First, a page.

Oral fluid testing was deemed the most appropriate form of drug detection, as it has the ability to identify recent use at specific cut-off levels. New drug-related offences will be created for drivers who have consumed drugs within 2 hours of driving. Testing would analyze the amount of tetrahydrocannabinol (THC), which is the primary psychoactive ingredient found in cannabis. Those found to have 2 nanograms, but less than 5 nanograms of THC per millilitre of blood could face a maximum fine of up to $1,000). Drivers who have a blood level of more than 5 nanograms of THC, or is also found to be drinking alcohol in conjunction with marijuana usage could face jail time of up to 10 years.

Crashes involving alcohol and/or drugs is the leading criminal cause of death in Canada.

“It would be fair to assume that crashes involving cannabis will see a sharp increase,” says Dr. Chris Page, founder and owner of DriverCheck Inc. “Simply put, if cannabis is easily accessible and legalized, one would suspect that usage will increase. With this increase in usage, we will see an increase in drug impaired driving, which should be a serious concern for public safety in Canada.”

Although, the government has not specified which drug testing device would be used, it is expected that the DrugWipe point of care device from Securetec will be the instrument of choice, as it was recently used in a pilot program in Canada. The DrugWipe system can detect THC, opiates, cocaine, amphetamine, methamphetamines (MDMA, ecstasy), benzodiazepines and ketamine. For companies considering the use of oral fluid point of care devices, please note that DriverCheck has not yet endorsed one of these devices due to the challenge in accurately detecting marijuana at low cut-off levels. For companies wanting to perform oral fluid testing, we recommend the gold standard – lab based oral fluid testing – at this time.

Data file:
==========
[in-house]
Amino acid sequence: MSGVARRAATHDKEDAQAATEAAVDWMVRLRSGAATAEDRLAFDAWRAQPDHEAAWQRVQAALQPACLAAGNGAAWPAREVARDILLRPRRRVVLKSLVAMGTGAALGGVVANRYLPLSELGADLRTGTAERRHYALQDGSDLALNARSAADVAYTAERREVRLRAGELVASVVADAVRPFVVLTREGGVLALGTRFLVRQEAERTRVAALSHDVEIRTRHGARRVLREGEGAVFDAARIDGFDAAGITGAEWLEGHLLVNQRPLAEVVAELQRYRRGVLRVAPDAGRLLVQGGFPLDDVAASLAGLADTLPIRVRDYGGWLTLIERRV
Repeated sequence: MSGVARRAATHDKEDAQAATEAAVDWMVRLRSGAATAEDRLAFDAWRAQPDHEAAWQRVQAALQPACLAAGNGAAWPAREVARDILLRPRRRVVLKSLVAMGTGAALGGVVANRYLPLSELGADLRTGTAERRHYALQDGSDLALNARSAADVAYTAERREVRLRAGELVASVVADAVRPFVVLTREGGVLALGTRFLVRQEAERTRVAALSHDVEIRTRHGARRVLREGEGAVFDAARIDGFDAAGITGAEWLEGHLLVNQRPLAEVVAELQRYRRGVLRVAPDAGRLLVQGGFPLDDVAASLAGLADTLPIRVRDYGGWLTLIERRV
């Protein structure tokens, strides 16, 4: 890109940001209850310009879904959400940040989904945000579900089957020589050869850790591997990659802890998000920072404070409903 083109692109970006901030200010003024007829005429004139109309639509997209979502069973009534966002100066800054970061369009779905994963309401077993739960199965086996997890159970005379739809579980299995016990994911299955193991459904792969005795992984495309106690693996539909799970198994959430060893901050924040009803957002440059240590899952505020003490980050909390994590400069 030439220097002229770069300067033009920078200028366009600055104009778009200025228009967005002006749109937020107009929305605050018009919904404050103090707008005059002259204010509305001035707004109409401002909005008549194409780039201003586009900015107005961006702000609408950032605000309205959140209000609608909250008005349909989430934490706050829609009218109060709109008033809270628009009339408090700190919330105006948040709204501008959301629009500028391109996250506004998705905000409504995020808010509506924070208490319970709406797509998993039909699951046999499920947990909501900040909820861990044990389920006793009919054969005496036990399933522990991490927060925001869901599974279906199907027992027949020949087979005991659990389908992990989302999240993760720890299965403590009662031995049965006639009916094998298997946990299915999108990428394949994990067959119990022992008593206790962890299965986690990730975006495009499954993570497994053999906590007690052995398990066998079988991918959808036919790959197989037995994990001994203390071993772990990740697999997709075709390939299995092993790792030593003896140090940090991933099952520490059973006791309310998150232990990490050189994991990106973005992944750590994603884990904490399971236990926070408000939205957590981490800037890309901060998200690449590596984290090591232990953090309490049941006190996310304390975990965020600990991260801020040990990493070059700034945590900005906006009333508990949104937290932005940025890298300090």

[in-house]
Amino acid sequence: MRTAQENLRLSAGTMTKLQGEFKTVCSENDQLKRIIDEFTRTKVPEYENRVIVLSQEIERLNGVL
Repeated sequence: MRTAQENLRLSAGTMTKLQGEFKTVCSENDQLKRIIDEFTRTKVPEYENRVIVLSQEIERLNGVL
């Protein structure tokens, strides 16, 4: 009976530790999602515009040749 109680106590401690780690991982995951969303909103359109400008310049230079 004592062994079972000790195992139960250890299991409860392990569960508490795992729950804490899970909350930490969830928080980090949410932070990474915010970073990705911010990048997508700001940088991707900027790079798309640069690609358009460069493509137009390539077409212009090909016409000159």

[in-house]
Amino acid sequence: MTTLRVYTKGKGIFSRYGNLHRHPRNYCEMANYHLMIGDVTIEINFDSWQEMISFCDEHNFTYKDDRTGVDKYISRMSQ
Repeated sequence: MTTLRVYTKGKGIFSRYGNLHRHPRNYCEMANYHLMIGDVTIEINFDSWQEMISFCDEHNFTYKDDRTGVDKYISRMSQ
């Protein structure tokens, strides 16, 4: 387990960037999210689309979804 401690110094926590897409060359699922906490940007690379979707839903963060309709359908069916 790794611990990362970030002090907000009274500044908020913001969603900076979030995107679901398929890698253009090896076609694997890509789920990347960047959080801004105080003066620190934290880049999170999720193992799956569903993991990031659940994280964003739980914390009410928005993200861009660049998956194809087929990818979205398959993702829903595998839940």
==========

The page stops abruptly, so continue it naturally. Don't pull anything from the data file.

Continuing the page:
Many people have raised concerns about the impact legalized marijuana will have on the safety of our roads but also in the workplace. The number of medical marijuana authorizations have sky rocketed in the last few years and has been a learning template for organizations who have dealt with this challenge and were forced to review or implement new alcohol and drug testing policies, protocols and procedures.

“Just because something is legal, doesn’t mean it’s safe to use. Look no further than alcohol and prescription medication. They are legal, but not necessarily accepted in the workplace – specifically, in safety sensitive positions,” says Dr. Page.

Dr. Page continues, “Our first recommendation is to review the types of occupations you have in your company. Is this considered a safety sensitive role? Is that individual putting not only themselves, but co-workers and the general public at risk by using cannabis at work? If the answer is yes, you should seriously review your workplace alcohol and drug policy and testing program. Our stance is that public safety should outweigh human rights.”

Although detection of impairment is considered a challenge (when compared to alcohol blood levels), the implementation of oral fluid testing is a start – as it is the best option we have currently to detect recent use, and therefore, likelihood of impairment. It may not be a perfect formula now, but it’s a starting point – and superior to the other option of doing nothing.

Have questions or comments about cannabis in the workplace? Dr. Melissa Snider-Adler, DriverCheck’s Chief Medical Review Officer is presenting ‘Canadian Cannabis Craze’ on May 17 in Calgary at a meeting hosted by the Private Motor Truck Council. Space is limited, so people are encouraged to register early by contacting Vanessa Cox at You can also register online at

We will be providing clients with a recording of a recent webinar on this topic presented by Dr. Snider-Adler in the next edition of our newsletter, and we will be hosting further educational events this fall that we will communicate at a later date.